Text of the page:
What makes you confident to confront such a layer 7 attack? nothing!

I assume you have 100% CPU power, IO, RAM… your website only 1% traffic is real people and you want to serve resources to them (css, js, img…) the remaining 99% of traffic is from hostile connections, even if you use “rate limit” for example you set it to 100 connections / 1 second / 1 IP, the attacker still consumes a lot of your resources out of your 100% CPU, IO, RAM… power, for example he has 10k IPs, can he take “100 connections /1s/1 IP” x 10k = ?, while traffic from people real use only “100 connections /1s/1 IP” x 100 = ?, did you spend too much in “100% of your CPU, IO, RAM… power” to serve useless for attackers? While you only need a layer 7 filter, removing in the first place does not serve hostile connections?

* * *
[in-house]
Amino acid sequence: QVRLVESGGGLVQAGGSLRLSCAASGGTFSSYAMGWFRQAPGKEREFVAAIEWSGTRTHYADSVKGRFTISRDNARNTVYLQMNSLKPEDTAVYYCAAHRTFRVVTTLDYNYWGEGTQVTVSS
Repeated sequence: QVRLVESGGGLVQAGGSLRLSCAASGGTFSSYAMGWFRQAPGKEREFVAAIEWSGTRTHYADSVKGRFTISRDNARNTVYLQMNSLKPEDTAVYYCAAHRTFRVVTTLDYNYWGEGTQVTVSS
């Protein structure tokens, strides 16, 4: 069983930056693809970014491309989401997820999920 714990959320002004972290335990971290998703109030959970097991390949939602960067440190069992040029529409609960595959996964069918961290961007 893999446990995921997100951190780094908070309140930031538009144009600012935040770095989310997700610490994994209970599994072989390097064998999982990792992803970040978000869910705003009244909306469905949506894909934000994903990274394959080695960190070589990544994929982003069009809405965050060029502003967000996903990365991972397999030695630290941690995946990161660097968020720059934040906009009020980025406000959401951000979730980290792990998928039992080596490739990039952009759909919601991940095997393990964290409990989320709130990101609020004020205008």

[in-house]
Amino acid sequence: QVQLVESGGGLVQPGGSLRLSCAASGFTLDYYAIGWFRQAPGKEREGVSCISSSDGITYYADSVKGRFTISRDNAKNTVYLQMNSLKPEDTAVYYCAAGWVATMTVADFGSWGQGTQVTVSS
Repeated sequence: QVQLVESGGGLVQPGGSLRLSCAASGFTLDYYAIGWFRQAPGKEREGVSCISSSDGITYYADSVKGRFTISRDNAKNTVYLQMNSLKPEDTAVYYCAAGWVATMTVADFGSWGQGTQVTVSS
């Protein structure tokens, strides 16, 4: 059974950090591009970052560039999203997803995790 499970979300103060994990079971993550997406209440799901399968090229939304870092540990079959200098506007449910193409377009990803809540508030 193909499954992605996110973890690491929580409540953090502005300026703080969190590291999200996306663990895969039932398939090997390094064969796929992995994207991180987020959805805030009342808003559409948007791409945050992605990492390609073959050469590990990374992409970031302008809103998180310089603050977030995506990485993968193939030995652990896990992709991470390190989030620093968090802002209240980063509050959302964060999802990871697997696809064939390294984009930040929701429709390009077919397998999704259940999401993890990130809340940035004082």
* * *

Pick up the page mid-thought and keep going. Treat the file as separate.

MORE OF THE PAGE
And if layer 3-4 bandwidth attack happens, “vDDoS can’t increase your server’s network bandwidth, because no software can help increase server’s network bandwidth” there is only one way The best way to increase network bandwidth is to buy more at ISP. But vDDoS can reduce “outbound bandwidth”, since the challenge page is only a few KB, compared to an unprotected site, for example a hostile query asking to serve only 1 10MB image, you have lost going 10MB/s of bandwidth, and repeatedly requesting that picture will cause “outbound bandwidth” to congest, while “inbound bandwidth” will not. This should be solvable with the challenge layer 7 page html, it’s only a few KB, after verifying the connection they can download the image 10MB/s and actually take 10MB/s of bandwidth in seconds.